Erfan Zahrai, a professor at Northwest Community College and one of the few Arabic speakers in town, volunteered his time to translate for the family.
“It was intense,” he said. “It’s a different society, different culture, different way of thinking.”
He would help them with banking, school enrollment, and eventually buying a house. But in the first year, when they were renting a home from John Farrell, the chair of the Rupert Syrian Refugee Support group, they would ask Zahrai where was everyone who lived on their street. Even with frequent visits from the group, they felt lonely.
Zahrai, who immigrated from Lebanon, said in the Middle East people are much more social, visiting each other’s homes often.
“Which of your neighbours comes and knocks at your door? It’s rare here. It’s common in Lebanon.”
Language was another challenge, but in a short time, their English improved. Both parents took ESL courses at the college until they found work. Now on Sundays, members of the Rupert Syrian Refugee Group come to visit their home to work on conversational English for an hour or two.
|Tamman, Amal and Fatima Atyah serving up Syrian dishes at the Celebration of Multicultural Diversity in Prince Rupert, Nov. 2017. (Shannon Lough / The Northern View)|
Practising Ramadan in Prince Rupert was another experience. Muslims worldwide fast during the month of Ramadan. In Syria and Lebanon, everyone fasts together. Amal said it wasn’t that hard for her, although her brother Maher disagreed. When it was lunchtime she would just go to the library.
But her mother misses the mosque, the sound and sense of community.
“We used to go to the mosque as a group and you hear the sound, it’s so loud that you can hear it. We all miss that. But my brothers and my mom still pray in the house,” Amal said.
One of the biggest transitions for the family was moving from the hot dry climate of the Middle East to the rainiest city in Canada.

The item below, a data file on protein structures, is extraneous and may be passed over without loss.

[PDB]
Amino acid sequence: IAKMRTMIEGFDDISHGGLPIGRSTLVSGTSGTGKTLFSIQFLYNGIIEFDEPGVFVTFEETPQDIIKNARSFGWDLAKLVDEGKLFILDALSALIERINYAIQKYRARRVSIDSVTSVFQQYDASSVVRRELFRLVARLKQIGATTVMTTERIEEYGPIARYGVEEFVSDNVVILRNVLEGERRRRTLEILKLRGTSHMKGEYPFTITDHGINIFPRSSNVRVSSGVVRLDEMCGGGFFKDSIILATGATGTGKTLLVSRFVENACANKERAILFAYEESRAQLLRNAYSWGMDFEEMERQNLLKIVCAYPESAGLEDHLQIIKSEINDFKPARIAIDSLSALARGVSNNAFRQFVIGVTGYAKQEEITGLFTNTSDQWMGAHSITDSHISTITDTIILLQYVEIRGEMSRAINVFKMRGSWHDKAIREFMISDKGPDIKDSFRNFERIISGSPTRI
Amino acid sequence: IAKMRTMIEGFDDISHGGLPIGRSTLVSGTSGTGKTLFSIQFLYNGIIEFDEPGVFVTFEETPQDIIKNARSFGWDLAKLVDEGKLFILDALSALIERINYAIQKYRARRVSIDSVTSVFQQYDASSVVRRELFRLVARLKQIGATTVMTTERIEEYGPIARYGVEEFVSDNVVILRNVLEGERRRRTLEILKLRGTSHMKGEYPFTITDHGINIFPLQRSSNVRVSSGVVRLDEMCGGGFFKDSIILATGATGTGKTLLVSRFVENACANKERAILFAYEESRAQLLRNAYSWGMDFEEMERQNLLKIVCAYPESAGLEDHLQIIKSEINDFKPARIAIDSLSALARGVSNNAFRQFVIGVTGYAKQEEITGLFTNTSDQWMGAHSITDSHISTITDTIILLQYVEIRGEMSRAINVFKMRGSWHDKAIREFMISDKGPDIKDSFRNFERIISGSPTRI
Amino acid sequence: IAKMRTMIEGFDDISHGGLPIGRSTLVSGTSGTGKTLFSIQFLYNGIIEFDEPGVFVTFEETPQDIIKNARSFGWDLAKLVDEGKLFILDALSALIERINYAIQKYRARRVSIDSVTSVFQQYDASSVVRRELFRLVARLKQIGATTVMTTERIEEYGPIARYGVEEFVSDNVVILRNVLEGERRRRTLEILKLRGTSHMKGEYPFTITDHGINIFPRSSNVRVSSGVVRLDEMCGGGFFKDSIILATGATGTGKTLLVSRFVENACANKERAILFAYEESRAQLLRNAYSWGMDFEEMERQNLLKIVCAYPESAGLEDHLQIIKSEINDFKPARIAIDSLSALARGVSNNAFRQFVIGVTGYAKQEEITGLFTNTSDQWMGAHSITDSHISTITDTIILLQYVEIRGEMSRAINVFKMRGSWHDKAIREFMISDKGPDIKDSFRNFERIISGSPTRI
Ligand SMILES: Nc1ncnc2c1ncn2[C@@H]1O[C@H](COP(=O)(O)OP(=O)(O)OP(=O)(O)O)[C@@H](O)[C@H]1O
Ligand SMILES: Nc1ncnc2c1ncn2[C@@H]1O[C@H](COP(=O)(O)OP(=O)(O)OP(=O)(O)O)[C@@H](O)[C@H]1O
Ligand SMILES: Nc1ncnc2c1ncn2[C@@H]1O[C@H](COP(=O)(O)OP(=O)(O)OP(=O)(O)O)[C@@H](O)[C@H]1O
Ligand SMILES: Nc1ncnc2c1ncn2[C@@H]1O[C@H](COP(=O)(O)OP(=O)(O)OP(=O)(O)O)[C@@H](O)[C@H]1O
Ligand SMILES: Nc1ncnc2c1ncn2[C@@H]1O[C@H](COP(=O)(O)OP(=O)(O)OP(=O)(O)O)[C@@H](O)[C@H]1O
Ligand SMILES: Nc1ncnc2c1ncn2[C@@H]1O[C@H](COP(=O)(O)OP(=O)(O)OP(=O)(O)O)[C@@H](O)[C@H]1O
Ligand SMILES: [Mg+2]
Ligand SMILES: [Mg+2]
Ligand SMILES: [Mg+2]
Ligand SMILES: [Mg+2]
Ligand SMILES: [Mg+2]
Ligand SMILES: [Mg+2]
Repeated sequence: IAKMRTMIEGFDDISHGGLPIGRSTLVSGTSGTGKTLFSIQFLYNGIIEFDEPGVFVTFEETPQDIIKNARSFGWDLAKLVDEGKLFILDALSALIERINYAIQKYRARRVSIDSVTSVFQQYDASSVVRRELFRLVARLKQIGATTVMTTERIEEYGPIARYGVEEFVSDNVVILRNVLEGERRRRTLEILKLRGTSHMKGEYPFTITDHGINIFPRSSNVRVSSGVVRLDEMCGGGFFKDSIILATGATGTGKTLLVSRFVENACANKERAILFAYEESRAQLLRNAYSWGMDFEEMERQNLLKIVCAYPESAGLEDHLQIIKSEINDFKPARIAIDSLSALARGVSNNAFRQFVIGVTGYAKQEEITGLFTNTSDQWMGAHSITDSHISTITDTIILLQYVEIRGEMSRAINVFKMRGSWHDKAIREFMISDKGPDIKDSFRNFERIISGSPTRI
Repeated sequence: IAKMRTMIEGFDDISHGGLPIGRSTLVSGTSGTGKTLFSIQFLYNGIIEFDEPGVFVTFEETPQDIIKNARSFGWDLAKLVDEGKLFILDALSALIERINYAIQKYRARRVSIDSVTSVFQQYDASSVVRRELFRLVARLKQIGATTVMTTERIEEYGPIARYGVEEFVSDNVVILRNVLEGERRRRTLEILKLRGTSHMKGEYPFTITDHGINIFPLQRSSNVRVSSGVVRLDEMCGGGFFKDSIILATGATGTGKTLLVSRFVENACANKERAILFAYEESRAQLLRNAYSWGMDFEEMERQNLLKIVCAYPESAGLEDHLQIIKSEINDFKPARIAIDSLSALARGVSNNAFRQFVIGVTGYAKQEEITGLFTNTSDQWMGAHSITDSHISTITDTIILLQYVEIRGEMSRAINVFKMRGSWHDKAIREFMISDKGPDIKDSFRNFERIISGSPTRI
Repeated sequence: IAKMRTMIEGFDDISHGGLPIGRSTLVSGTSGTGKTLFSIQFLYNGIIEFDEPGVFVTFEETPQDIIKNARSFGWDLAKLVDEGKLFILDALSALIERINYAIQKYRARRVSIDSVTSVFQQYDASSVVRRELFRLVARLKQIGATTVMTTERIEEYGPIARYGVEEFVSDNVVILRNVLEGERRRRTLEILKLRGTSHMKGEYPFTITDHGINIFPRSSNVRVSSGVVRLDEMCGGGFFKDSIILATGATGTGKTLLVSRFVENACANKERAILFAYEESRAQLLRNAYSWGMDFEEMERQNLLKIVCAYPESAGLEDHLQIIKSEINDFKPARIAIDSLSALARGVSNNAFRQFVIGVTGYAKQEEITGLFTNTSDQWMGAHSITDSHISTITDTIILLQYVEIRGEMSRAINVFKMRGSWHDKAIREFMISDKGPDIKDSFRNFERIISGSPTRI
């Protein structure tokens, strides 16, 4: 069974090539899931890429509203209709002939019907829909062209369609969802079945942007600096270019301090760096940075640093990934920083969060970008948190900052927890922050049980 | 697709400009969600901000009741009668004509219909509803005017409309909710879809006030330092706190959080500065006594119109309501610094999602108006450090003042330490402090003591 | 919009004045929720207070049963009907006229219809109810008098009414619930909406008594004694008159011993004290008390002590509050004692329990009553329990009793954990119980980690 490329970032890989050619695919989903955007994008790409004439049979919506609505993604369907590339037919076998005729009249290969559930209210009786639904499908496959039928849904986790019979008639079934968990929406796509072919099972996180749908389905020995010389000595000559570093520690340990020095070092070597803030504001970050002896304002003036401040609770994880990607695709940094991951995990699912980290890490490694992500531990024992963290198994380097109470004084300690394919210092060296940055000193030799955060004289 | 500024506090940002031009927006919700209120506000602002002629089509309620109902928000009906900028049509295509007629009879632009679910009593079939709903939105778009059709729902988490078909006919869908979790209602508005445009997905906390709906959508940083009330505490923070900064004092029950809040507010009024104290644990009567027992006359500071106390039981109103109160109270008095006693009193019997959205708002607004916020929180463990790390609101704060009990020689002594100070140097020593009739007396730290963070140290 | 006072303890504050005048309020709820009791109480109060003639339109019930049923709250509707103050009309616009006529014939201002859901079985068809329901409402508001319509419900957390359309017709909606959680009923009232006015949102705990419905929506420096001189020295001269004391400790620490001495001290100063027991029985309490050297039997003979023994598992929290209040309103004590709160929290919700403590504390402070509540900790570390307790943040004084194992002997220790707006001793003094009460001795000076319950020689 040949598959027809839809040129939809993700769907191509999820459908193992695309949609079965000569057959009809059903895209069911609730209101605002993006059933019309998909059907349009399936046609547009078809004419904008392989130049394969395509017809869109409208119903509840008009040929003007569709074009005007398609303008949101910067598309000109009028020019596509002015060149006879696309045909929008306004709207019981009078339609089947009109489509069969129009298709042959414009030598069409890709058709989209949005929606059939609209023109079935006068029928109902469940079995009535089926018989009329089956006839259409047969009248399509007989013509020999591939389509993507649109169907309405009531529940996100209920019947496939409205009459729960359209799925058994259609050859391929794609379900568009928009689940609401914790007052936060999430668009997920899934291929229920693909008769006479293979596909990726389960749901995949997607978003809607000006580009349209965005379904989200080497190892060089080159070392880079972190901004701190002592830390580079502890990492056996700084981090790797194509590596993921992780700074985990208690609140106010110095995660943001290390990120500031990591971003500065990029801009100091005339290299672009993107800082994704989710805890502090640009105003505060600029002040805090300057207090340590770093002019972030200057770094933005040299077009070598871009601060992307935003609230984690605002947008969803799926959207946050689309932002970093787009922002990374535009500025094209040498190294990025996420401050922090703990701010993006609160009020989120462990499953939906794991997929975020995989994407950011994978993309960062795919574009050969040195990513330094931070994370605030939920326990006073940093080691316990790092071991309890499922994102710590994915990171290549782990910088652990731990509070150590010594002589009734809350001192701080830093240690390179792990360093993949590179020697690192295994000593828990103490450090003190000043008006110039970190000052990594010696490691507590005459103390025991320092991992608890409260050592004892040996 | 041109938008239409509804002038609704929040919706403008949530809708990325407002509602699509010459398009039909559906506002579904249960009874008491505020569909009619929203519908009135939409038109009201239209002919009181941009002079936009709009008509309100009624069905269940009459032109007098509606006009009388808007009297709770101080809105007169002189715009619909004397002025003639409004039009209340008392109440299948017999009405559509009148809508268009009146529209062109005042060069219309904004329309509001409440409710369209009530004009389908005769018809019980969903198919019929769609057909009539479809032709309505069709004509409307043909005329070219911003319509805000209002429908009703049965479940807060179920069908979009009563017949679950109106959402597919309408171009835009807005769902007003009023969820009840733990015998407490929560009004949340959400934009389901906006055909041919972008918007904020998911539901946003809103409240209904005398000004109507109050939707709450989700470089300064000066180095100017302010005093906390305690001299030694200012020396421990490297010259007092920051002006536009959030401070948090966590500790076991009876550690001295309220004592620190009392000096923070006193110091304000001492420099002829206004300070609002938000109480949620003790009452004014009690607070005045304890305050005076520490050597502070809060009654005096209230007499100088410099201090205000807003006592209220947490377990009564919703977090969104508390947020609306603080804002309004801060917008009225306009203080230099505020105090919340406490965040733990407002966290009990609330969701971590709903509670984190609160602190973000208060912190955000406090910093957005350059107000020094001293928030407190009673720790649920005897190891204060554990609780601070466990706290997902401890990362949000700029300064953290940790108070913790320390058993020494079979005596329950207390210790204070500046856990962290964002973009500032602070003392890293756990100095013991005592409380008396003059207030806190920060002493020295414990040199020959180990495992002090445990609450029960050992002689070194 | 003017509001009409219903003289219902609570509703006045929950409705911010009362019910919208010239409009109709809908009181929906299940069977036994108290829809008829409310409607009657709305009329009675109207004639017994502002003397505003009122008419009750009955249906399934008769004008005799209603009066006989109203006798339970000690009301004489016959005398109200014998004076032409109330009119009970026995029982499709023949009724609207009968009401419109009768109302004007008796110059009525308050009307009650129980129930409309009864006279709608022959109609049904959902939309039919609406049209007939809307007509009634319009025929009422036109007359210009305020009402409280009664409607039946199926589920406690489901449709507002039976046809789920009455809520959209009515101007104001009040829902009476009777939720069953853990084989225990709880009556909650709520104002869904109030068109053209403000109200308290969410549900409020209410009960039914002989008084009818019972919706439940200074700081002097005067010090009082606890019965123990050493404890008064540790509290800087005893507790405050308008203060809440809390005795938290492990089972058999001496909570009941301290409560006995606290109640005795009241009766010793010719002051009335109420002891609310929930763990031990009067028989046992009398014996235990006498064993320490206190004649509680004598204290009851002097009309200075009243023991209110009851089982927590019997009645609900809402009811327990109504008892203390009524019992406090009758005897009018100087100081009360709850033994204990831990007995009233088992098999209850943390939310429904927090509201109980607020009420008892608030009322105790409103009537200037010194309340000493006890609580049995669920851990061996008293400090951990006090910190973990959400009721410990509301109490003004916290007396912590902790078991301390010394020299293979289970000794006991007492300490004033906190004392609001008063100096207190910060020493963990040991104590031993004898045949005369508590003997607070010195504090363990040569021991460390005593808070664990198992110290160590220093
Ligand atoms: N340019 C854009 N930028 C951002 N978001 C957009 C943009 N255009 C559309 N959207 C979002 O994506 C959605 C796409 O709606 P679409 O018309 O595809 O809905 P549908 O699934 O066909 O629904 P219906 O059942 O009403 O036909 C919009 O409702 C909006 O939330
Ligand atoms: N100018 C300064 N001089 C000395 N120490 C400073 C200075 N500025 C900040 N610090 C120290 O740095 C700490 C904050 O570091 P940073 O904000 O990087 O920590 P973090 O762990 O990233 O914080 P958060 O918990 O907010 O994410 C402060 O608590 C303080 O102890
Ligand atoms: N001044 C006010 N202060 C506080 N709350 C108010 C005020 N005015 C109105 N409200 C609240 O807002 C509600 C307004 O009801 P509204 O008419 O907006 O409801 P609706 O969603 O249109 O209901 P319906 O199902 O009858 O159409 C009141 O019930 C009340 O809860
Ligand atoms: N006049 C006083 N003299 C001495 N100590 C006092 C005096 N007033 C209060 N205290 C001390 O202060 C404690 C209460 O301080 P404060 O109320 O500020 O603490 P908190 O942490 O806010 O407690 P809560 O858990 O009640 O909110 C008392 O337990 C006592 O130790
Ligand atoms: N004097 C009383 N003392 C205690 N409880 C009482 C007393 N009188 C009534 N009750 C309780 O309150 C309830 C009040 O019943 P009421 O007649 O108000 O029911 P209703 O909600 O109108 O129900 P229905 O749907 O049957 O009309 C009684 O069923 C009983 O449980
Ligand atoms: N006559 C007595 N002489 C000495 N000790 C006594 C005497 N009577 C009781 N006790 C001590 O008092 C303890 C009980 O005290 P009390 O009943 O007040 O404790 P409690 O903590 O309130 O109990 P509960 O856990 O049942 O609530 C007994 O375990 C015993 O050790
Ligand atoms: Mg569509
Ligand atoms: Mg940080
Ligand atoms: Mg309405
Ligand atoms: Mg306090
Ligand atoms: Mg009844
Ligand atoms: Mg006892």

“They often talked about how depressing the rain was and how they couldn’t go outside. The funny thing was for the months I would come to the [rental] house and the windows would all be open and they’d have the heat jacked because they wanted air but they also wanted heat,” Farrell said with a chuckle.
They persevered. Farrell and other members of the support group have taken the family hiking, to the beach, fishing, they’ve gone out for picnics and played soccer. Each month, the family continues to weave themselves into the community fabric.
The Atyah children dove head first into the school system without any English, except for the two youngest, Amal and Sayer. A lot has changed since then.
Abdul, now 18, is the oldest, and he has many talents. Amal calls him the handyman.
“He’s really good at carving stuff. He’s also into music. He likes to sing rap and he also made a rap video and now he’s learning how to play the guitar and piano,” Amal said.
One of his projects brought him to Haida Gwaii, where he presented his short video of Shel Silverstein’s The Giving Tree, using English and Arabic to tell the popular children’s story.
Maher is 17. “He’s the exercising one,” his sister said with a laugh. “At the beginning when he came, he was regular. He wasn’t into the gym or anything, and then when he saw the fitness room and he loved it so much he started going and lifting stuff up.”
He goes to the gym daily, she said, and not just one. He has explored all the gyms Prince Rupert has to offer, and he’s also started running and biking.
Homade, 15, was in the other room playing an online video game while we chatted. “He’s always on the computer,” Amal said. The support group has taken him to Good Times Games and Electronics, and he’s also getting into soccer.